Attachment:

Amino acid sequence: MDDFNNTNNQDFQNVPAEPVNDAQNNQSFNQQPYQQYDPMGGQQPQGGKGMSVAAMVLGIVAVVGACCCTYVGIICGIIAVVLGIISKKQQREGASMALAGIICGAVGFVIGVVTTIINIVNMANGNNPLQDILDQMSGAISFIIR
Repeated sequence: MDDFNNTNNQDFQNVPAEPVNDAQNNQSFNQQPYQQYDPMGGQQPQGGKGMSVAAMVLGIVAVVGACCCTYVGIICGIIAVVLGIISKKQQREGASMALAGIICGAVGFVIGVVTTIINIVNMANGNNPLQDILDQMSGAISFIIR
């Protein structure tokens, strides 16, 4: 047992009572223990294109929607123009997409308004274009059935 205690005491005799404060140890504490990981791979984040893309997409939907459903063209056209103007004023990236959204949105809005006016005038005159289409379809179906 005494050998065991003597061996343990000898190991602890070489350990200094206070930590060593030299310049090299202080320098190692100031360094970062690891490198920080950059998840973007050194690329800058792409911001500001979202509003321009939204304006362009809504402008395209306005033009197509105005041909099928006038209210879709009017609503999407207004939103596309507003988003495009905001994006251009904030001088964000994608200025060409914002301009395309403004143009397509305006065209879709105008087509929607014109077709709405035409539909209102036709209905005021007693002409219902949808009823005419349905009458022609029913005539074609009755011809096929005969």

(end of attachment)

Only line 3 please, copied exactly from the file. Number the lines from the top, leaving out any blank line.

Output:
């Protein structure tokens, strides 16, 4: 047992009572223990294109929607123009997409308004274009059935 205690005491005799404060140890504490990981791979984040893309997409939907459903063209056209103007004023990236959204949105809005006016005038005159289409379809179906 005494050998065991003597061996343990000898190991602890070489350990200094206070930590060593030299310049090299202080320098190692100031360094970062690891490198920080950059998840973007050194690329800058792409911001500001979202509003321009939204304006362009809504402008395209306005033009197509105005041909099928006038209210879709009017609503999407207004939103596309507003988003495009905001994006251009904030001088964000994608200025060409914002301009395309403004143009397509305006065209879709105008087509929607014109077709709405035409539909209102036709209905005021007693002409219902949808009823005419349905009458022609029913005539074609009755011809096929005969």